It’s no secret that supply chain delays and issues have been in the news over the last few months. Supply chains are complicated, and many recent complexities have arisen from a lack of visibility in a highly complex process that involves many stages and stakeholders.
Brands across the globe have already come to realize that increasing visibility into their supply chains reduces said complexities, in addition to offering major business benefits. Namely, a visible supply chain appeals to a host of new customers in Generation Z (Gen Z) that are putting their wallet where their passions are and investing in brands that represent change.
Gen Z consumers drive sustainable change
Gen Z cares about the environment and social justice, among other things. And they’re making purchasing decisions based on what they see. Gen Z is actively investing in brands that reflect what they care about – especially in terms of sustainability.
In fact, 75 percent of Gen Z consumers have said that sustainability is more important than brand name when making a purchasing decision, and the vast majority of Gen Z is willing to pay more money for sustainable products, according to a November 2021 study by First Insight and the Baker Retailing Center at the Wharton School of the University of Pennsylvania.
Projections anticipate that Gen Z will support over US$3tn of spending in 2030 across six focus markets, an approximate six-fold increase on 2019.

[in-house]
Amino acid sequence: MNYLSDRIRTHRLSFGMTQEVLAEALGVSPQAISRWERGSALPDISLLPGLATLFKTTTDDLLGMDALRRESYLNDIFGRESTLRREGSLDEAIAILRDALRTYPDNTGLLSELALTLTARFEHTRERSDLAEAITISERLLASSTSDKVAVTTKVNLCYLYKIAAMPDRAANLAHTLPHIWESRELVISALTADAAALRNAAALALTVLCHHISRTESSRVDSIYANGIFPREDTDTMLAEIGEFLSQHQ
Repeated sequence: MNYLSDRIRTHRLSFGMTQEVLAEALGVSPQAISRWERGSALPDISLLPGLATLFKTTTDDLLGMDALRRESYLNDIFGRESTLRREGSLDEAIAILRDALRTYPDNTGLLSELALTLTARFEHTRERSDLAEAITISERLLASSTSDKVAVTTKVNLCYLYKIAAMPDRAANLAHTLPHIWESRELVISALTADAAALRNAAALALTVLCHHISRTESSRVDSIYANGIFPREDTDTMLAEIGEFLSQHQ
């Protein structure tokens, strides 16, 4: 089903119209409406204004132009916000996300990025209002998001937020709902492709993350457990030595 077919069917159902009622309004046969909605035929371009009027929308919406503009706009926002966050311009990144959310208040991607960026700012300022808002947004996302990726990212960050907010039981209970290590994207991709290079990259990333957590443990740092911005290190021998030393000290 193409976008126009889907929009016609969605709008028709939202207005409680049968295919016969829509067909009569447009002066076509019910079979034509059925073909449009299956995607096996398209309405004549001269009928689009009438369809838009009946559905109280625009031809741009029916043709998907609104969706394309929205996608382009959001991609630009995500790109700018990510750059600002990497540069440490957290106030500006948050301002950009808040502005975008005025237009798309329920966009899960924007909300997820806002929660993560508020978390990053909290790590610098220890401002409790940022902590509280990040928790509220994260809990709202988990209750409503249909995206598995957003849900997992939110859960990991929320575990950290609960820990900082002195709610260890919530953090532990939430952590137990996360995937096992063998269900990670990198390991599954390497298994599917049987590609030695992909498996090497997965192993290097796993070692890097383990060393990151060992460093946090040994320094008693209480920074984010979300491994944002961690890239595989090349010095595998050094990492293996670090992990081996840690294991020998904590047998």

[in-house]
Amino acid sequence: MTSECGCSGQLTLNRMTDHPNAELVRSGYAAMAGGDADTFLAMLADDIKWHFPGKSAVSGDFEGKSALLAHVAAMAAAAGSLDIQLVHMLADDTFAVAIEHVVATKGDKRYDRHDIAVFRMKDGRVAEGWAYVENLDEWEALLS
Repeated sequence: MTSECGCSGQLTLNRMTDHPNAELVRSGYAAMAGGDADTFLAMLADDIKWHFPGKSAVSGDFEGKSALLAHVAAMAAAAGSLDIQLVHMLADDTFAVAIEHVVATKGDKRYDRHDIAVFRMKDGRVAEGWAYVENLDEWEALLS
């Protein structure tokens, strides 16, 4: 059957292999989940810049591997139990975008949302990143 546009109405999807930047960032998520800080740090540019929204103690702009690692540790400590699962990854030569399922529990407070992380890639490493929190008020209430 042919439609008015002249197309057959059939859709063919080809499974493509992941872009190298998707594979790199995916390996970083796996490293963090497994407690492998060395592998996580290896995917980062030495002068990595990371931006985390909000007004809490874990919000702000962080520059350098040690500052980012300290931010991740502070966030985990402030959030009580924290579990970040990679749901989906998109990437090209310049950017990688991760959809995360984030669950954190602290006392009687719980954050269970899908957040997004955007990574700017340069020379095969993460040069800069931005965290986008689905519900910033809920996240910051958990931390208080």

And it’s not just Gen Z – Generation X is following suit. In the First Insight/Wharton School study, nearly the same share of Gen X buyers considers sustainability over brand as Gen Z, and 67 percent of Gen X prefers to buy from sustainable companies—a figure that has grown almost 25% in just a year. Gen Z influencers are influencing other generations to buy responsibly sourced products– making sustainable supply chain practices imperative for brands to keep in mind.
As such, fashion brands have begun to market the sustainability of their products to Gen Z shoppers. However, in 2021, the International Consumer Protection and Enforcement Network (ICPEN) found that 40% of environmental claims made by brands could be misleading, a deception Gen Z is aware of, and coined “greenwashing.” The European Commission even commented on the inconsistency, noting that “greenwashing has increased as consumers increasingly seek to buy environmentally sound products.”